An aviation researcher, writer, aviation participant, pilot & agricultural researcher. Author of over 35 scientific publications world wide.


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Aviation view from Canada – A thought for the ASRR

Here is a most interesting introspective into aviation.



Posted by on in General



My Take on Aviation



“Not for everyone”



Fear based on ignorance permeates the mindset of the general public when it comes to aviation, and general aviation (GA) in particular.  To make things worse, it’s viewed as elitist!  Off with their heads, I say!  Unfortunately, the elitist view is correct.  Only a very small percentage of the public has the desire, mental ability, physical qualities, perseverance, and money, to meet the rigorous demands of achieving a pilot’s license. If we look at forms of recreation, flying and scuba diving are the only two pastimes that require more than just money.  It’s no coincidence that they’re the only two that are completely unforgiving of mistakes (stupid or otherwise).


We wonder why we’re always under attack, on security, environmental, and financial fronts. None of these attacks are based on fact, but are instead based on public misconception.  The mainstream media fuels this misconception, because sensationalism sells advertising.  The ultralight and light sport segments in Canada and the U.S. respectively, will introduce a few more people to our pastime.  However, this won’t reduce the pressure on GA. Our only chance is to educate, not only the public, but the lawmakers.  The airlines should be our ally, as the next generation of jet pilots has to come from somewhere.  The European model of strangling GA, and training pilots from zero hours to right seat for the airlines, has left hundreds of plane without pilots, and has reduced the ranks of EU private pilots to the very wealthy.  This has cost the EU billions in lost productiveness.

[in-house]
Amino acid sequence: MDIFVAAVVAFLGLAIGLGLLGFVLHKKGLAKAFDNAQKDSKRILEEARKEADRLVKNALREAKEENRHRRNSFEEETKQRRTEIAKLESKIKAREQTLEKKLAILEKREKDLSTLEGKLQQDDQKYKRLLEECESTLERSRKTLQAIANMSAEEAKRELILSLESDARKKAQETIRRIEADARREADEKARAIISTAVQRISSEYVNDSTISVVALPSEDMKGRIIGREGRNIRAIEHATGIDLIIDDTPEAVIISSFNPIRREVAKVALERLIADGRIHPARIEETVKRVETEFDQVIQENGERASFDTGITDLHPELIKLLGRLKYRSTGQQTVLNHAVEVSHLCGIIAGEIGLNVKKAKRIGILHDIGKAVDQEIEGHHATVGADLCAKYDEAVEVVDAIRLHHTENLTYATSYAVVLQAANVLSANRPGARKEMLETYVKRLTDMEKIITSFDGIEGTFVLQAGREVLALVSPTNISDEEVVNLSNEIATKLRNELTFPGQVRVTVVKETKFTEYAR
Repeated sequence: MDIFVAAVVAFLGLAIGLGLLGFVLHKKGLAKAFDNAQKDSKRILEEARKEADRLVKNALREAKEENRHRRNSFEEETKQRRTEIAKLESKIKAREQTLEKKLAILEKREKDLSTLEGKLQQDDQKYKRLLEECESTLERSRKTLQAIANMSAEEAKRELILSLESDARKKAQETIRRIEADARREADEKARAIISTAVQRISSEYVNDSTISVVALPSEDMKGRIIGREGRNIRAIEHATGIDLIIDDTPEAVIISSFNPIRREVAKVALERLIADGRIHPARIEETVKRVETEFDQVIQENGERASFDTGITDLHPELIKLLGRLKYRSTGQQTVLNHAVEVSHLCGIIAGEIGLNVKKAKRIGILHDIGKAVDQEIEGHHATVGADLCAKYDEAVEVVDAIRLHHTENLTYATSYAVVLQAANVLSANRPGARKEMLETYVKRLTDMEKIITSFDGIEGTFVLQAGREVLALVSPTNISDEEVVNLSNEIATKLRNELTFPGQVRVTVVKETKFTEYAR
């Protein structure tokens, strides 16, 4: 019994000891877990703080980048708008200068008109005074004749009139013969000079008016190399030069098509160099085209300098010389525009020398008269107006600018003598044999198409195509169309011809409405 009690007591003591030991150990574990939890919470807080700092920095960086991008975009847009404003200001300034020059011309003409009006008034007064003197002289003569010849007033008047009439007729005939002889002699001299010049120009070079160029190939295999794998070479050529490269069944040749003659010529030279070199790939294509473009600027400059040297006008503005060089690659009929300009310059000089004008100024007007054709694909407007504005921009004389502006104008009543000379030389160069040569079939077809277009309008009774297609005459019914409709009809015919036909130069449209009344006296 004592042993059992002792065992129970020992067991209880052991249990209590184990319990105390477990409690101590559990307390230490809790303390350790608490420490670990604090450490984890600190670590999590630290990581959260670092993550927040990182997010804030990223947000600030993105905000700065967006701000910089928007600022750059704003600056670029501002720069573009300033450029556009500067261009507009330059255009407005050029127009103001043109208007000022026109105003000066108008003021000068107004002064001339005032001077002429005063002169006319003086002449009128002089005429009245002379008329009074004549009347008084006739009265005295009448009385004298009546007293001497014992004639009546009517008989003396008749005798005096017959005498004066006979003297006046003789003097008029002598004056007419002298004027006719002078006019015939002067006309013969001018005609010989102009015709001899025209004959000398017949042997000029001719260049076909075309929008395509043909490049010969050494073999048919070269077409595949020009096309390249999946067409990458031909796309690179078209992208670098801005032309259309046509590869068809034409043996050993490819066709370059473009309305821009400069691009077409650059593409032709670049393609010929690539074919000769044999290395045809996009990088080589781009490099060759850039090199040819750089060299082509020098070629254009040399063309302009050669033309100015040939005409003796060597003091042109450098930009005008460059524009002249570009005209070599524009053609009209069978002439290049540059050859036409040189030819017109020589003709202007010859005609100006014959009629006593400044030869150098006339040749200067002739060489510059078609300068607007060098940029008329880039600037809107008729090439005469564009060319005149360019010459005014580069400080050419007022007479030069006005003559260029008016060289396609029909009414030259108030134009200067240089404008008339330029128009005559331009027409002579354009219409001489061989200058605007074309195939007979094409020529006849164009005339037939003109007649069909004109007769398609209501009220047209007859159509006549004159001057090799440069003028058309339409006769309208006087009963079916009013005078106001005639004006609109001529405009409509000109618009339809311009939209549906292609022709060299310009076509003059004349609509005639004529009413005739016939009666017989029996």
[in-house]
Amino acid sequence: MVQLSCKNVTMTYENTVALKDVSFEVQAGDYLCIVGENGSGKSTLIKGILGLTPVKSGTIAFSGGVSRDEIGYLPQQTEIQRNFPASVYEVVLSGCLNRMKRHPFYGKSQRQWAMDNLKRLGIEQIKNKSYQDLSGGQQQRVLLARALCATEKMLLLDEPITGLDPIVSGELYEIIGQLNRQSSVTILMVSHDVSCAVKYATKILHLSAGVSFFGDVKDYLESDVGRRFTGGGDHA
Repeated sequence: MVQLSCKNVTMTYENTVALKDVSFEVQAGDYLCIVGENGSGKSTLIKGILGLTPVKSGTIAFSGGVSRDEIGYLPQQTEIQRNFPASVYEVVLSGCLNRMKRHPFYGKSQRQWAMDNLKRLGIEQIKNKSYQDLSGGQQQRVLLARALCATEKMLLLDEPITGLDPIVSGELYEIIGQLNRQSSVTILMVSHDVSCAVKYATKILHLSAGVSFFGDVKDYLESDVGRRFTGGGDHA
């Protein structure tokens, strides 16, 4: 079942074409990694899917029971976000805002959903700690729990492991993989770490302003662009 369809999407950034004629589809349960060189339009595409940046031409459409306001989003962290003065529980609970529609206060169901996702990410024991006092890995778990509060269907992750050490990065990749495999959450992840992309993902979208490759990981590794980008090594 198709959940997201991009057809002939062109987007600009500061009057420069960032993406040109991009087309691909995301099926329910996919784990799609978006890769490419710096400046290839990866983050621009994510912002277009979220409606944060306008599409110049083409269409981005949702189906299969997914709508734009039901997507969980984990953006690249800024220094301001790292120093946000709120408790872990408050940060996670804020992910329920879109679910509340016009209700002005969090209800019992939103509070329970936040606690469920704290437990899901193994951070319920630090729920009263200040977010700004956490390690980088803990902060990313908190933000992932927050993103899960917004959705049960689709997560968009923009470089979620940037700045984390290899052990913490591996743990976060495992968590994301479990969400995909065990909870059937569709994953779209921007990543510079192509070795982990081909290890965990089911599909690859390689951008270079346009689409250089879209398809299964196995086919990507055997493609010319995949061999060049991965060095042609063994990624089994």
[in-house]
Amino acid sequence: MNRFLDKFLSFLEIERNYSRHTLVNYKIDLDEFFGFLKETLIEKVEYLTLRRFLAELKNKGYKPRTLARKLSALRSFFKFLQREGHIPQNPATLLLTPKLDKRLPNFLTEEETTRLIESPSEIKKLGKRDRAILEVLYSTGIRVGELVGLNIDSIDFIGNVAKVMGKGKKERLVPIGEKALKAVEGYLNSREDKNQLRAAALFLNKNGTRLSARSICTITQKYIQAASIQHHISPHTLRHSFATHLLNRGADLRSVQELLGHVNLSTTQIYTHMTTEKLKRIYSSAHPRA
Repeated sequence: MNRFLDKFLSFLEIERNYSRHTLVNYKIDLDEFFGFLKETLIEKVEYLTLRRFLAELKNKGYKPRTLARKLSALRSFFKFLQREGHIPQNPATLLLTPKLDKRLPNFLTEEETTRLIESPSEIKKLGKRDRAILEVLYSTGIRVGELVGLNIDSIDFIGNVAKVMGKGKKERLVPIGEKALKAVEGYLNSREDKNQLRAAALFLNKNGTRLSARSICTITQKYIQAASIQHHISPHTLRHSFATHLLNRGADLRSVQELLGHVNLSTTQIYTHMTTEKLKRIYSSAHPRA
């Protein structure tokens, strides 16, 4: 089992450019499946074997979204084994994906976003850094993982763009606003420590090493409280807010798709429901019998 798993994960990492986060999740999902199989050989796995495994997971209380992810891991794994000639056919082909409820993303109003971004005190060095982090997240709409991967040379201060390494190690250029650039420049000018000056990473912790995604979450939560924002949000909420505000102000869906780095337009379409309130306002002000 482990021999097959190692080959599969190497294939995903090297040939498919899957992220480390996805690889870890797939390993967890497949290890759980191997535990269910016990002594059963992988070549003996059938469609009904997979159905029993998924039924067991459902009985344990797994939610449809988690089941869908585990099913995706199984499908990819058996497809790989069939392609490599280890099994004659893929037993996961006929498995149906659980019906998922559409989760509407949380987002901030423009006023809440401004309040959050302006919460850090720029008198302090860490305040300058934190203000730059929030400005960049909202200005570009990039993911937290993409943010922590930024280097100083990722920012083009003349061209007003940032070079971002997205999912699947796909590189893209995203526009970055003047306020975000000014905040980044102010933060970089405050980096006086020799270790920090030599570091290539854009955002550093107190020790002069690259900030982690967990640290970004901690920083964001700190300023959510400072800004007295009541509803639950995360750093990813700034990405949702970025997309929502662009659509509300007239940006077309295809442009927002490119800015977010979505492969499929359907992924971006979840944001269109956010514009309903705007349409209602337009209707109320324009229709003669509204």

Of the qualities I listed as needed to become a pilot, only two can be be affected. The flame of desire can be fanned, and the financial burden can be reduced.  Mental and physical ability are inherent, and perseverance can only be inculcated as a trait by early teaching.


The desire to become a pilot was in the heart of every child from 1903 until the 1970’s. It represented adventure, respect, a little danger, and travel.  De-regulation of the airlines gave the public cheap holiday travel, and led to the idea of the pilot as bus driver.  Today’s children don’t want to become pilots, they want to become CEOs, or stock brokers. At least they’ll have enough money to fly.


If slick mainstream ads can sell cheap junk to the tune of billions of dollars annually to the public, why are we still advertising only in media directed at us?  We are already pilots.  Quit preaching to the choir.  We need an ad blitz in the mainstream media that works.


Once we’ve increased the desire, we need to welcome these new acolytes with flight training that meets their needs.  Why are 40 year old $10,000 trainers with tattered interiors, ugly paint, and antique avionics renting for $100 an hour, when $50,000 new cars can be rented for $50 a day?  The whole training paradigm needs an overhaul.  At most flight schools, the neophyte is treated as a cash cow, rather than the flight school’s “raison d’etre”.  Flight schools must stop milking each student for hours.  There’s no reason a license can’t be achieved in 45 hours.


Some will say, “there’s so much more to learn today, with glass cockpits, and convoluted airspace”.  Horsepuckey!  Glass is supposed to make it easier.  If it hasn’t, we’ve all been led down the garden path by the avionics manufacturers.  Speaking of…planned obsolescence seems to be prevalent in all aspects of our lives, and never more so than in outrageously overpriced avionics we’re forced to buy.  There’s another barrier to building a thriving aviation community.


I’m very glad to be a pilot, and aircraft owner.  I couldn’t run my business without my plane, and my plane defines my lifestyle.  Nothing makes me happier than sharing my outlook with non-pilots, and nothing makes me angrier than the current state of affairs in GA.

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